What leadership is required as tech advances?


In the 2nd of our Technology and Humanity blog series, we talk to Hilary Harvey about the leadership required as tech advances.

Technology has been rapidly advancing in every sphere of life for decades. The conversation has long shifted from the capabilities of hardware to the innovations of software and onto the power of the algorithm and AI. As these developments change the way we work, they also cause us to question the way we lead.

In this time of global crisis, the most obvious manifestation of technological progress is that our interactions have shifted online. It is the fulfilment of Scorsese’s Zuckerberg who predicted, “We lived on farms and then we lived in cities and now we are going to live on the internet.”

But this has had a fallout effect. Both in general life and at work. “It’s not just that people have to work differently but that they’re doing so in the context of a general feeling of fear and anxiety,” says Hilary Harvey, an associate partner at TPC UK.

Without the advances in technology that have taken place in the last ten years, organisations would have struggled to function during this time. But the danger is that we will mistake the functionality our tech affords us for an all-encompassing solution.

Adaptive leadership

“Leaders have needed to adapt this year,” says Hilary. “To think of themselves as managing change programs.” The work has been to put new structures in place, to give vision in a time of uncertainty, and to coordinate teams through what might be an entirely new way of working for an organisation.

“It’s hard because people step into a role because they want to lead this team, to do this job, in this way,” says Hilary. “But now they have been forced into a remote situation. How do you build morale when it wasn’t their decision to work remotely? How do you support motivation and performance on an individual and team level?”

Leaders cannot just rely on software and internet provision and automation to hold everything together. They need to have a critical eye of the situation and take real measures of how people are doing.

“The biggest risk is that people will burn out,” says Hilary. “Under the psychological burden of constant stress, unless they are supported how can we expect people to have the same level of motivation and performance as before?”

Human-centric leadership

Leaders seek to move an organisation forward. Because technology appears to be always advancing, it is easy to look for it to be the answer to progression. But unless our tech is pulling our teams closer together, it might only be dragging us sideways.

“The need to be, not tech-centric, but human-centric is fundamental,” says Hilary. “And that has to be a decision from the top of the organisation that affects all levels.”

Usually it’s middle managers who are closer to the real issues. They have the potential to have a better grasp of what’s going on than those in senior positions. But they can’t notice these issues or communicate them if they are distracted by other priorities.

“Modelling human-centric leadership at the top is not enough to ensure it permeates the organisation,” says Hilary. “If, when it filters down to middle management, those managers are still pressured into delivering results, they can slip into not paying attention to the human relationships. Unless they are challenged to have a human-centric view of the situation, it’s so easy for middle management not to.”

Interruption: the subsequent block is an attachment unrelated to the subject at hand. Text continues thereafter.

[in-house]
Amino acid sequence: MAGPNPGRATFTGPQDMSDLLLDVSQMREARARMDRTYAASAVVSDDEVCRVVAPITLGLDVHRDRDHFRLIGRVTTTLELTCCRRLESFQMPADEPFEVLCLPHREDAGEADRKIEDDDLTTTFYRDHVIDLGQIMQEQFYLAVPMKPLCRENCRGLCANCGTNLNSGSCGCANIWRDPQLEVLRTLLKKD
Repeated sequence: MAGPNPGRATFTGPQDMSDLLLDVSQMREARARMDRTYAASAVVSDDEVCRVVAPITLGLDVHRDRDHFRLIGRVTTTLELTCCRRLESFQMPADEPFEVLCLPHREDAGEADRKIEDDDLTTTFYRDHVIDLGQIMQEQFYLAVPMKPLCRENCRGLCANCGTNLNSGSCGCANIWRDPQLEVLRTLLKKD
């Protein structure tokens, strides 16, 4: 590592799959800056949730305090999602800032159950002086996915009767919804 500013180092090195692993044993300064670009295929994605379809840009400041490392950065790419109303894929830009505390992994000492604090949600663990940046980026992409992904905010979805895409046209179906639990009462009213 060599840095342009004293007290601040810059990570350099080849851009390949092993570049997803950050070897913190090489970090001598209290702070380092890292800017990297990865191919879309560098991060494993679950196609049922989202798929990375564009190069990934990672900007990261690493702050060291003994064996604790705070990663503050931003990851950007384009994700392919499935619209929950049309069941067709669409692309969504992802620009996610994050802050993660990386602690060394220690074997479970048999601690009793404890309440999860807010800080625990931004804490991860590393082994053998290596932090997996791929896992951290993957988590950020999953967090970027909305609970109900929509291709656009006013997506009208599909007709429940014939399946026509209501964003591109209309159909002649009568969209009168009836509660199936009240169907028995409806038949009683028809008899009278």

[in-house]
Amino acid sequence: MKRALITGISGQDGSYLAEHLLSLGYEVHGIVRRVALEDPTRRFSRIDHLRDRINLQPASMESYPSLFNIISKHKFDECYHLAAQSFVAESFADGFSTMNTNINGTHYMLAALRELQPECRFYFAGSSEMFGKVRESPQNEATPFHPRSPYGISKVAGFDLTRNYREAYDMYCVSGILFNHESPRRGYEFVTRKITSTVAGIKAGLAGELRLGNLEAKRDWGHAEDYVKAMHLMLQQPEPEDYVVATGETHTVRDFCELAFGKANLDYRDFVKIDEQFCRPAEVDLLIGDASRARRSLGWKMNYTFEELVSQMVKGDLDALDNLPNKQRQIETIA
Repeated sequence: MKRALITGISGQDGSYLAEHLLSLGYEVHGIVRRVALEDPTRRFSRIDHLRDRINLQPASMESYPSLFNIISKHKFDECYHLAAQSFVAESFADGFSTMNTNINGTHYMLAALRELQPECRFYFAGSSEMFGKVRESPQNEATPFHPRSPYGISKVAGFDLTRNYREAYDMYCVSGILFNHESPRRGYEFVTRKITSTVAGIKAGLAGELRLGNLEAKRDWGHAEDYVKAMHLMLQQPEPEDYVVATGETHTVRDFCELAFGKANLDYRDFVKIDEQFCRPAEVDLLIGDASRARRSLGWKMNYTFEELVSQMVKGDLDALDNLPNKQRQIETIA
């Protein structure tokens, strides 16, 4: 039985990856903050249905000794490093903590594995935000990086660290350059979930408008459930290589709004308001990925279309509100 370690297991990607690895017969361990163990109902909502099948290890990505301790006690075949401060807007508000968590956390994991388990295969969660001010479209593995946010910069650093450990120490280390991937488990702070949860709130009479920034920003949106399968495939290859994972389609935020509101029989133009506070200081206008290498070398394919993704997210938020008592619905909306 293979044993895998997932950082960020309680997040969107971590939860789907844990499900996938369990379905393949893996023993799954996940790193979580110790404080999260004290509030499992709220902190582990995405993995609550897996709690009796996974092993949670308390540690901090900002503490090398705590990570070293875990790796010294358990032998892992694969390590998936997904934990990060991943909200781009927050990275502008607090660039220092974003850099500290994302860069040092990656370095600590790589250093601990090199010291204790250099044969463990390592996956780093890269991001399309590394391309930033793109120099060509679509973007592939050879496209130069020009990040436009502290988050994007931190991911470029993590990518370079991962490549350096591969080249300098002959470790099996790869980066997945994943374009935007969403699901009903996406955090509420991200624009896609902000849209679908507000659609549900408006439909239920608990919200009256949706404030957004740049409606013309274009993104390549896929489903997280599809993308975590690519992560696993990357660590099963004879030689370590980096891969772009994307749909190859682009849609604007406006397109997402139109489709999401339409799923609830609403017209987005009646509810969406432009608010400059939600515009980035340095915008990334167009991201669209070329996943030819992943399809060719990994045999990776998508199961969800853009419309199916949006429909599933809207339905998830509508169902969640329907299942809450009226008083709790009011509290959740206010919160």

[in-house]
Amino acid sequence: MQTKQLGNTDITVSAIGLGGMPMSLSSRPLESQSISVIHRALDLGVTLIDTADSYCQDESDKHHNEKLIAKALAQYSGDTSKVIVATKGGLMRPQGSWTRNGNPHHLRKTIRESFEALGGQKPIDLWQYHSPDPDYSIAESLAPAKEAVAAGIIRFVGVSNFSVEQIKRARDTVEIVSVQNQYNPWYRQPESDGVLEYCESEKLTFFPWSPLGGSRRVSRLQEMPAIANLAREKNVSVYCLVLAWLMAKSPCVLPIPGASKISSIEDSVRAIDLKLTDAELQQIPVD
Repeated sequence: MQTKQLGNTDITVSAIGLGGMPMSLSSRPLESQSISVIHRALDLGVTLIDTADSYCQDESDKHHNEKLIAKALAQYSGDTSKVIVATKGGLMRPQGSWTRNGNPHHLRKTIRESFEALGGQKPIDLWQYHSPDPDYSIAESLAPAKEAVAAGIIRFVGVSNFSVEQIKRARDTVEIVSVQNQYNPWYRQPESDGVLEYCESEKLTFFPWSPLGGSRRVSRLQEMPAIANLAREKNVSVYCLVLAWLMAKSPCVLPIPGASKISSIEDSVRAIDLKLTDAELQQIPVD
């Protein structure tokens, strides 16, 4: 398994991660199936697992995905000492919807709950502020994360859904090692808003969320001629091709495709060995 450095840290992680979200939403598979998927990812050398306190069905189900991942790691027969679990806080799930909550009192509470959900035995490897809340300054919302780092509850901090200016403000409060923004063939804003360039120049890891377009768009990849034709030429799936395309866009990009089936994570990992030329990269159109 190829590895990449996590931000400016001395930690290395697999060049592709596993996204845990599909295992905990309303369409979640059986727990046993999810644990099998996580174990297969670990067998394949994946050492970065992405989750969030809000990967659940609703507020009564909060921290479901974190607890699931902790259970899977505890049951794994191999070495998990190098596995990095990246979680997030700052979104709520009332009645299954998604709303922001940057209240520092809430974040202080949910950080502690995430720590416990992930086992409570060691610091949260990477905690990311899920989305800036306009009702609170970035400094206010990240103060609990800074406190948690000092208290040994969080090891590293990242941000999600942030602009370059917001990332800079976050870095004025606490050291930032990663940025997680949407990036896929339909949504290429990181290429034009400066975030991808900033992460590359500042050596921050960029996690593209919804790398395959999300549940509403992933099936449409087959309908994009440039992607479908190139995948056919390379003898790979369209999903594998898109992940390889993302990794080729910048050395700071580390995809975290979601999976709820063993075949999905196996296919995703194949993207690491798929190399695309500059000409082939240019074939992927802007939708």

How do we treat people? What do we really care about? It is easy for leaders, especially while  face-to-face to face interaction is limited, for false priorities like efficiency to take prominence over people. And if we’re not careful, technology can be a gloss of progressive paint that hides the slowly deteriorating material underneath.

Leadership that facilitates team

For most organisations right now there is a struggle to maintain a sense of team. And we should be careful not to interpret technological provision as authentic connection.

“Just because you have the tech in place – like Slack or Trello – and a lot of traffic doesn’t mean there is a quality of relationship,” says Hilary. “The risk is that leaders mistake quantity for quality of interaction.”

The same principle applies to video calls, Hilary says. “Being present in a team meeting doesn’t necessarily mean there is a sense of team. That’s the same logic that inspires businesses to believe ‘you’re on video at your desk’ equals ‘you’re doing a good job.’

Presenteeism is not a measure of engagement. “It’s the responsibility of leaders to be holding the view of how we are doing as a team. And to invest in it.”

Hilary explains how a professional service company has done just that – and has doubled down on it since the pandemic. “We train their consultants as team coaches so that when there’s a project team working for a client, each team will have access to a team coach.”

“Each team coach is tasked with supporting them with how they’re doing as a team, what their learning is, what’s working and what needs to happen to make it even better.”

We may be responsible for systems change, but unless relational leadership and team leadership permeate our mindset, we’ll soon find technology isn’t enough. As technology advances, we need to be careful not to lay to one side these more fundamental aspects. We are not leaders of technology after all but leaders of people.

For insight on how to build trust, engagement and collaboration in a virtual environment, check our virtual teams training.

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